The Climb of Faith

There’s something extremely spiritual about rock climbing, at least for me. Nothing quite makes me question my faith like dangling from a rope thirty feet off the ground. Yesterday was my first rock climbing excursion since my rather tragic experience as a child, and I will confess that it was not any easier dropping off that wall the second time around. It’s not a trust issue; it’s a control issue. I knew my friend on belay was more than capable of safely delivering me to the ground, but I felt that this whole unsettling falling sensation could have easily been avoided if I could just retrace my steps back down the wall.

How ironic that the path I would choose is actually the more dangerous one. Because if I had tried to climb back down the wall, David would have needed to give the rope some slack. Then, if I would have fallen, the rope—no longer in lock position—would have slipped right through the carabiner and let me drop to the ground (unless my friend has some super-fast reflexes, but I’m not going to be the one to find out).

In any case, rock climbing is a dangerous sport for a control freak like me because, as I was reminded yesterday, it left me with very little control.

And maybe that’s okay. Because maybe I need to learn to let go every once in awhile. And maybe I need to stop depending so heavily on Rebekah and lean on God a little bit more.

Because maybe God is my guy on belay, and maybe I’ve always needed the Voice of Someone who can see the whole picture saying, “There’s one by your right knee. Right there. Yeah, that’s the one. Now put all your weight on your left foot and push yourself up. You can do it. Just push yourself up.”

Yesterday, my friends got to be the people keeping me from falling and encouraging me to try again when I don’t succeed the first time, but that’s what God has been for me every single day of my life. He’s the One holding me up, tugging on the rope at times to lift me where I need to be (thanks, Dave, for that analogy). He’s the One who lets me back down to try a different path when I realize I’m in way over my head. He’s the One who lowers me down gently when my arms turn to noodles and I just can’t—no, I can’t—climb any more. And He’s the One who sits by my side as I catch my breath, patiently waiting until I’m ready to try again.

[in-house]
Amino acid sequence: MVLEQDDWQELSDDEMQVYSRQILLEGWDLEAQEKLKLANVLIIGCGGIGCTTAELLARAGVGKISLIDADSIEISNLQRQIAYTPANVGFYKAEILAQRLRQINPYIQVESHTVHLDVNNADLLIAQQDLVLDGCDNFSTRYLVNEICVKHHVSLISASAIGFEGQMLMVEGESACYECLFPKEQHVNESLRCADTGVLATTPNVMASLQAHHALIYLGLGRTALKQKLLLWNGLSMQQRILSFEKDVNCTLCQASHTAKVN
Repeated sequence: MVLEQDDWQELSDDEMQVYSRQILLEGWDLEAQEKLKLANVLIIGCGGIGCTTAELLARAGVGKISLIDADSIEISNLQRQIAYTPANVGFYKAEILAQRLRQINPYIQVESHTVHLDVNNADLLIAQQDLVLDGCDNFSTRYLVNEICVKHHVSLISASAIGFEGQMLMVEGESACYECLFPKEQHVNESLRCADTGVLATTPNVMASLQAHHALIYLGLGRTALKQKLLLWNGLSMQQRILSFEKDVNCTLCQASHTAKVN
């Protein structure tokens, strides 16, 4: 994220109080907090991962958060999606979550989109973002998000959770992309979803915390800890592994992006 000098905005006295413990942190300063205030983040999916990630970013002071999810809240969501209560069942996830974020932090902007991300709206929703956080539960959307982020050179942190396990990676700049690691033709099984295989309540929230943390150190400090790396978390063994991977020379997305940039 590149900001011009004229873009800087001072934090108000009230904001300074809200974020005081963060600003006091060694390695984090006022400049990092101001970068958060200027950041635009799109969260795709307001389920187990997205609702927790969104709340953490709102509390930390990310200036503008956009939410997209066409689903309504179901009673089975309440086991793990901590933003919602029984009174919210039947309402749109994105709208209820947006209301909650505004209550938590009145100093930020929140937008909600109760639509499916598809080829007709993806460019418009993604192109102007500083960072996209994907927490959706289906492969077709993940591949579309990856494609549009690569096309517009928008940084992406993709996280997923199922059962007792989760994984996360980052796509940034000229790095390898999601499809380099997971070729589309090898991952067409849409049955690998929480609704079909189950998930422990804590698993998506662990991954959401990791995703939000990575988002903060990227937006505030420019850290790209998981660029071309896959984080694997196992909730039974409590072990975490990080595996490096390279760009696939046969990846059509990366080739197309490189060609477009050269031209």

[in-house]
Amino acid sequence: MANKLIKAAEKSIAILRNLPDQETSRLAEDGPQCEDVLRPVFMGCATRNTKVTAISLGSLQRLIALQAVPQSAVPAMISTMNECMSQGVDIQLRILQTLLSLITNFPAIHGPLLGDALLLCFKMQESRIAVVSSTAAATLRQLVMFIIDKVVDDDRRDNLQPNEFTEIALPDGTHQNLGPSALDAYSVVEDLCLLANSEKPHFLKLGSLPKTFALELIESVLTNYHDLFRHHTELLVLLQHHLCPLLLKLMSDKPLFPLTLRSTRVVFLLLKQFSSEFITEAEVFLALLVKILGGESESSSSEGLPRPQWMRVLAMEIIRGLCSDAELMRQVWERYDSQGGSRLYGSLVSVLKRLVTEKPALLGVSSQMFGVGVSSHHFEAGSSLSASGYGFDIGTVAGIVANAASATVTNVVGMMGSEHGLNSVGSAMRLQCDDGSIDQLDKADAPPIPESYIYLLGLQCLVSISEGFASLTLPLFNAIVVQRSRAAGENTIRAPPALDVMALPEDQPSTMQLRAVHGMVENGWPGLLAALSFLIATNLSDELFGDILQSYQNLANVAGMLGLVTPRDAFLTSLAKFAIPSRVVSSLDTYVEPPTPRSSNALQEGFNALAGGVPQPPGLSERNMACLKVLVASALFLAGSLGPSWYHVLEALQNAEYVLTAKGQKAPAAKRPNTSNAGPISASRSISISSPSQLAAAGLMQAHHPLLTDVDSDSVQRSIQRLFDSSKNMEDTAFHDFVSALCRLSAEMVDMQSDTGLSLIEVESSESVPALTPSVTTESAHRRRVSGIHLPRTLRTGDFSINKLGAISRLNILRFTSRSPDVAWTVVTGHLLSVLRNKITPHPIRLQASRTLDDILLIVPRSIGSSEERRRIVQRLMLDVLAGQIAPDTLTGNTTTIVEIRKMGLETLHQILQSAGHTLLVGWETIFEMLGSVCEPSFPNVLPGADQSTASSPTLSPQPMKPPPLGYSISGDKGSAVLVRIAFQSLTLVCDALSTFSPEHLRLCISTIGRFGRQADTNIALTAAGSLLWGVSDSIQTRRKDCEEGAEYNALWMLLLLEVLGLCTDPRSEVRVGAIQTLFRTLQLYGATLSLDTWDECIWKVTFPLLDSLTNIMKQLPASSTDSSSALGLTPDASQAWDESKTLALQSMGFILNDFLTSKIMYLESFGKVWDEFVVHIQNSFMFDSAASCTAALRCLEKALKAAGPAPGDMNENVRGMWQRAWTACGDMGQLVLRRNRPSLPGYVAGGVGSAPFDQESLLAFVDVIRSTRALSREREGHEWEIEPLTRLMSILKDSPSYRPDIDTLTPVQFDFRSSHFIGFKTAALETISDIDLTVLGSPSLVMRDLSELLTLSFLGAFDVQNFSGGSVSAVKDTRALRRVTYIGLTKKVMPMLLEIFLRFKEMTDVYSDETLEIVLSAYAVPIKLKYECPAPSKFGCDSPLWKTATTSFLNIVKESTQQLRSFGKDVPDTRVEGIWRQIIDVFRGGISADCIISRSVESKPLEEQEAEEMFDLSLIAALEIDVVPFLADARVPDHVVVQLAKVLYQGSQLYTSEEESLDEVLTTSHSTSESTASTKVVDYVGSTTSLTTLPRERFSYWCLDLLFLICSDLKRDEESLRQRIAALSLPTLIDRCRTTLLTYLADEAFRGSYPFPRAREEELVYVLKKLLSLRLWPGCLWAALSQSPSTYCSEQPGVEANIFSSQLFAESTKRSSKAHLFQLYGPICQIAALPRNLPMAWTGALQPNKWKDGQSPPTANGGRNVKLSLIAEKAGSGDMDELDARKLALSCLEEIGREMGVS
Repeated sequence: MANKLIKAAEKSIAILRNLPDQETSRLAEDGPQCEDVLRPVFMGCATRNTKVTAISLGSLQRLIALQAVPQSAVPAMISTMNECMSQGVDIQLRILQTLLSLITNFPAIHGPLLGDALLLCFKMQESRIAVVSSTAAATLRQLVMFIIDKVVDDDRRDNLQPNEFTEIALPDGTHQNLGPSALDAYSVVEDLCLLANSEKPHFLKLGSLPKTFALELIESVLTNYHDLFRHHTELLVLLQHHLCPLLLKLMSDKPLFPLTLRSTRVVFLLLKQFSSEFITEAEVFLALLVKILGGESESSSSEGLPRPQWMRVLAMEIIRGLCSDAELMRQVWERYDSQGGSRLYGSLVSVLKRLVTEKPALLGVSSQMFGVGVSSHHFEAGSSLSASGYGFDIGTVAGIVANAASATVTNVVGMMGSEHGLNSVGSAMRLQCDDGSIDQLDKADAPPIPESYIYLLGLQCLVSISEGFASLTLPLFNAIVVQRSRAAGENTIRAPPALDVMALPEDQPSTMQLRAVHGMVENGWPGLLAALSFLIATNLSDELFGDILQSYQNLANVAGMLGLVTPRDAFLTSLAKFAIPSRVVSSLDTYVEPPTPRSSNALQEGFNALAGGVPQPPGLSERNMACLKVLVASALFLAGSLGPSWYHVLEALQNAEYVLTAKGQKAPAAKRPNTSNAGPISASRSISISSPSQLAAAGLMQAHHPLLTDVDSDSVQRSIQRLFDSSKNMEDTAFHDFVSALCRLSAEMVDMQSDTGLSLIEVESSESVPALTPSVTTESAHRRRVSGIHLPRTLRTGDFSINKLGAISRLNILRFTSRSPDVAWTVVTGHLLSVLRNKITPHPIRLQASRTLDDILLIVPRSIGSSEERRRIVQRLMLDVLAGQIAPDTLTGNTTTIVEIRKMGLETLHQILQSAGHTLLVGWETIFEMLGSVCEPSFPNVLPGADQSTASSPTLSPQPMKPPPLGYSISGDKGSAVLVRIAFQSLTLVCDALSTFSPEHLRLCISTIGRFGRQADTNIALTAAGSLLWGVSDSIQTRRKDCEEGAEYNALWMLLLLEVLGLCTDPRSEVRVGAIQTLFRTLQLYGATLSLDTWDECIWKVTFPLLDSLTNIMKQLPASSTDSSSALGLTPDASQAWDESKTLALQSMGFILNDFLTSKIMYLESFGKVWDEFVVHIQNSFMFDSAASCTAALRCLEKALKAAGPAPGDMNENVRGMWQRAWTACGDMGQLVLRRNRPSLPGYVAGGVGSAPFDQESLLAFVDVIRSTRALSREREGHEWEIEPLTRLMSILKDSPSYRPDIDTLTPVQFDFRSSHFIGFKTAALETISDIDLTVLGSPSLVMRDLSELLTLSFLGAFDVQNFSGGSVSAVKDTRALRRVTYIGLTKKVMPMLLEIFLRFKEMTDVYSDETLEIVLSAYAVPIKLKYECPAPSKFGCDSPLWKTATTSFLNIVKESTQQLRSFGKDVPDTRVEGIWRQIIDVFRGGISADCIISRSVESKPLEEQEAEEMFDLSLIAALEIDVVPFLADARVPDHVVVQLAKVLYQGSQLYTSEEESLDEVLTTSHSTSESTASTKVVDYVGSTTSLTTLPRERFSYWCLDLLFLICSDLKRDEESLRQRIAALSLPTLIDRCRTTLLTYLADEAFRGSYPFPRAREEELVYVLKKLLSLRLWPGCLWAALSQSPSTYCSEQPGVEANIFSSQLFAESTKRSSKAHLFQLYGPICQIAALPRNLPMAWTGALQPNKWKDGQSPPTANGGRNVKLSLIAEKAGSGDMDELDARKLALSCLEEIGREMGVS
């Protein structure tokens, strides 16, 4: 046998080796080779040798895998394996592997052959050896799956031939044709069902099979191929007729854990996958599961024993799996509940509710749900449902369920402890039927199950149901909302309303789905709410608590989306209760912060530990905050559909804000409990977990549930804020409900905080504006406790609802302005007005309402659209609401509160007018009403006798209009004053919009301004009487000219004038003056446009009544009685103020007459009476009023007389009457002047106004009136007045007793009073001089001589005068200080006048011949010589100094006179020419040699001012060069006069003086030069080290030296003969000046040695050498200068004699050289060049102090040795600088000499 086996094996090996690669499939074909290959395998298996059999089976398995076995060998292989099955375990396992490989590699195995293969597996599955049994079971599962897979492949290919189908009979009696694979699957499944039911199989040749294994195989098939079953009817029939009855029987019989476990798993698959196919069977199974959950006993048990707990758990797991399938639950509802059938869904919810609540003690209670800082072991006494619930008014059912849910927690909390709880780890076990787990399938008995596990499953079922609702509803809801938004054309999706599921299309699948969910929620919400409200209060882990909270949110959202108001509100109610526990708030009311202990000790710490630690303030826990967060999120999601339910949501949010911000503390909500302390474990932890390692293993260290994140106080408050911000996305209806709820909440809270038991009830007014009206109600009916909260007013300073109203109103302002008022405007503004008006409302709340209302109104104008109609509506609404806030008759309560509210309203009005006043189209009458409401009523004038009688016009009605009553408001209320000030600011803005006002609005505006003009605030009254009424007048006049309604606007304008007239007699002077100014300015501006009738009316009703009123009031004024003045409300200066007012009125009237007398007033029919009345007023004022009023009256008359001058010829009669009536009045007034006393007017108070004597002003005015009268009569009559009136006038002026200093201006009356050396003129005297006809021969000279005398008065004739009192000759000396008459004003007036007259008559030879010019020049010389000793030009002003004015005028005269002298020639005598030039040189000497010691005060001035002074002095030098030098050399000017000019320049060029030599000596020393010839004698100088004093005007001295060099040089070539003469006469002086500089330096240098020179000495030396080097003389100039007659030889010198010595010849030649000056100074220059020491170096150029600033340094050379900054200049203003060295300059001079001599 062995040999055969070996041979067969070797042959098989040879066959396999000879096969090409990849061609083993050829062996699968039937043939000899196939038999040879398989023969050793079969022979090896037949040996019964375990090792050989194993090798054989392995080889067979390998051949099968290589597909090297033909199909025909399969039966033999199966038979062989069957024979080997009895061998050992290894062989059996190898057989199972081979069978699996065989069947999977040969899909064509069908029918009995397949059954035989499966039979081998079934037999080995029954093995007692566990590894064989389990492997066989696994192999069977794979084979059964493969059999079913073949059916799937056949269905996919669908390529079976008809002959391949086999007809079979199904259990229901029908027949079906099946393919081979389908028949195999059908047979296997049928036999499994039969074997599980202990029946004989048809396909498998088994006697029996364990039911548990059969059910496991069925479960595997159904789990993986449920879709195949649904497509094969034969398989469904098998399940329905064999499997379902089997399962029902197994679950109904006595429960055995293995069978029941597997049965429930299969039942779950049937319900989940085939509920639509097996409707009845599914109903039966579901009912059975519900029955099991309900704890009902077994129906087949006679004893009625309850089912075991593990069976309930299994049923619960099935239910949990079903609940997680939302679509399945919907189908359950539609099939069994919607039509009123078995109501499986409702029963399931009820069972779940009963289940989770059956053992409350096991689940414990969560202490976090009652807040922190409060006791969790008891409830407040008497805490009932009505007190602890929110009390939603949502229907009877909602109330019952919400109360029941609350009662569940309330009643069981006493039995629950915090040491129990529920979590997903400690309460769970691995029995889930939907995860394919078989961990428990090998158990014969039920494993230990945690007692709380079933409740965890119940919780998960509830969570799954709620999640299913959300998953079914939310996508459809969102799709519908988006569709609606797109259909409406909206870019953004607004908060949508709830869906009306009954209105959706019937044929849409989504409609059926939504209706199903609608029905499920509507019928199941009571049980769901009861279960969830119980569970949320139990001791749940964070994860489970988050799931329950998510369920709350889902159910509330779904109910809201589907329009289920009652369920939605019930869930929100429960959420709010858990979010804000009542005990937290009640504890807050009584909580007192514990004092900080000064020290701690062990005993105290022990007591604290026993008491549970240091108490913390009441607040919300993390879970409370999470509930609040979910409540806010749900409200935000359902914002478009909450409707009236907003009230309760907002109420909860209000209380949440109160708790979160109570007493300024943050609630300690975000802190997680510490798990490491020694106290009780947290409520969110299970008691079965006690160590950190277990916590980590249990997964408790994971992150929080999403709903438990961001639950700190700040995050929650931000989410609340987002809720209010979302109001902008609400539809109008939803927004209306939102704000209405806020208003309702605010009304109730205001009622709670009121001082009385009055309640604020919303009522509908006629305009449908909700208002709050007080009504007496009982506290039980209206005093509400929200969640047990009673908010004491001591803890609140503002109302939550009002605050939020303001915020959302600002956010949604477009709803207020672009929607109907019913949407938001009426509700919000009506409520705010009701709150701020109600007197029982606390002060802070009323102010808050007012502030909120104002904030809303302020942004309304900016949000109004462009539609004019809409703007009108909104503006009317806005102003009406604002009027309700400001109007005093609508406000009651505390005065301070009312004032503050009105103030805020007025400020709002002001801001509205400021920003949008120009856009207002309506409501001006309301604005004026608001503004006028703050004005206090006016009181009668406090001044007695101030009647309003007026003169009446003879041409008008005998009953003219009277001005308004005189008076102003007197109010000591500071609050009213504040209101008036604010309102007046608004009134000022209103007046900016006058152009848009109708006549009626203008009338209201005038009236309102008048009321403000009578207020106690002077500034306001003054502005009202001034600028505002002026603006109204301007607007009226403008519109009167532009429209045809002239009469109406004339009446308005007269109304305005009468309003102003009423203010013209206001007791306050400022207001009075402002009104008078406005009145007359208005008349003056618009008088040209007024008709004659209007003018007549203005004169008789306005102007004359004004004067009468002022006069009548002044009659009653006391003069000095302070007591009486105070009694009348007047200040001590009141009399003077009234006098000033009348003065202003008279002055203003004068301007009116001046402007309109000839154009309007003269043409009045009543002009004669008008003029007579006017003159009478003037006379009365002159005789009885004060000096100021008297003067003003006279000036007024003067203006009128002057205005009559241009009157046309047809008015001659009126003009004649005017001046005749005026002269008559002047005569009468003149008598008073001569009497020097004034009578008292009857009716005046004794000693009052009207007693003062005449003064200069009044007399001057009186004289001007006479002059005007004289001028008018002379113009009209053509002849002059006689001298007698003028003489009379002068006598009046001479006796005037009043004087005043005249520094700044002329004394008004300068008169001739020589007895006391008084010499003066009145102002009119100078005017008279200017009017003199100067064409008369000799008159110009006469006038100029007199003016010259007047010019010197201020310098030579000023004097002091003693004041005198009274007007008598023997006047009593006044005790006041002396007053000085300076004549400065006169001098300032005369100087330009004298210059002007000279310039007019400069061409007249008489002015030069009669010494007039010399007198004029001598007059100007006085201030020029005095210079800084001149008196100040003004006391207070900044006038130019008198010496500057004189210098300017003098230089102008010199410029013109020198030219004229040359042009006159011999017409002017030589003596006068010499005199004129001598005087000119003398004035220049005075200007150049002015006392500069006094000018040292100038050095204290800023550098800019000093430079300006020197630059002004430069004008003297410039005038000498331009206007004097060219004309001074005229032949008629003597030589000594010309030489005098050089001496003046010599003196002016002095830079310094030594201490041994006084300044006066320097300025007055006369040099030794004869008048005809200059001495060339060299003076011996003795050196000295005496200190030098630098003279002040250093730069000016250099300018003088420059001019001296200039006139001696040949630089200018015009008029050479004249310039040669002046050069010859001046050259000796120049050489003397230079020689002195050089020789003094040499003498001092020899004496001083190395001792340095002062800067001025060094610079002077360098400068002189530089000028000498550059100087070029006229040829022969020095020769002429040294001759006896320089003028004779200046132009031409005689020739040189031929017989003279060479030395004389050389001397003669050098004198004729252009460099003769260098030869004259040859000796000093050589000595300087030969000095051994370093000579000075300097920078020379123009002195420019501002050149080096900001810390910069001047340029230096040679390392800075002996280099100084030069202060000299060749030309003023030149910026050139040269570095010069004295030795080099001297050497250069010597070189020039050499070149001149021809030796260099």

And if I can rely so fully on my friends during one Sunday afternoon of rock climbing, I think I can trust that God has my back the rest of the week. So here’s to that great climb of faith my life has turned out to be.

“Climbing.”

“Climb on.”

psalm 56.13

Taking That Step

Once upon a time, a little girl went rock climbing. She was all of maybe ten years old and the climbing wall at the museum didn’t look so threatening in the face of the dirt cliff she scaled on a regular basis. In fact, the climbing wasn’t hard in the least, and when she reached the top she could have stayed there looking down at the crowd of people forever… because the only way down was to jump.

I remember that moment clearly—wondering why I couldn’t simply climb back down the wall, retracing my steps and placing my weight where I could trust it, rather than dangling at the end of a rope high above the museum floor. Because I could have done that. I gladly would have done that. But no, they wanted me to step out over that ledge and simply hope for the best, and I’m sure you understand why I wasn’t really comfortable with that.

“Rebekah, I’ve got you,” my dad said, drawing my attention to where he sat at the other end of my rope and causing me to wonder how he could have so much faith in this system. “Just step out. Let go.”

I shook my head and backed away from the ledge. From the fear. From the unknown.

Sometimes I doubt my Father. And I’m not talking about the one who sat at the end of my rope that day (though I surely doubted him in that moment). I’m talking about the One who has been holding my rope since the day He first designed to set me on this planet.

The other day I had one of those moments where I was really questioning the sanity of God’s plan for my life. It was just another one of those days when I was looking at the path before me and thinking that there is surely a better way. So there I was, trying to rearrange the details of my life, when I heard God whisper, “Rebekah, have I not been faithful?”

Ugh.

“Then why are you considering this? Why do you doubt?”

Well, I guess it’s because this past year has been a bit of a rock climbing experience for me. Scaling the wall wasn’t difficult at all, but I’m still standing here trying to muster the courage to jump. I’ve realized how often I’m tempted to reach for those familiar footholds. To navigate life on my own. But all the while, God is asking me to jump. And I’m standing there shaking my head and shouting, “Are you crazy?”

“Rebekah, I’ve got you,” God promises. “Just step out. Let go.”

You know, I don’t really remember what took place that day at the museum. I’m not sure if I finally took that step on my own or if my dad gave a gentle tug on the rope, sweeping my feet out from under me and leaving me with no other choice (he at least threatened to do just that, because that image stands out in my mind like an actual memory would). I do remember not falling to my death. And I even remember thinking that (dare I confess this?) the ride down was actually kind of fun.

I also know that I’m standing here today, faced with the same choice. And, you know, I’m thinking it might be best to simply close my eyes, take a deep breath, and step out into the expanse before me.

Ready. Set. Go.rock climbing collage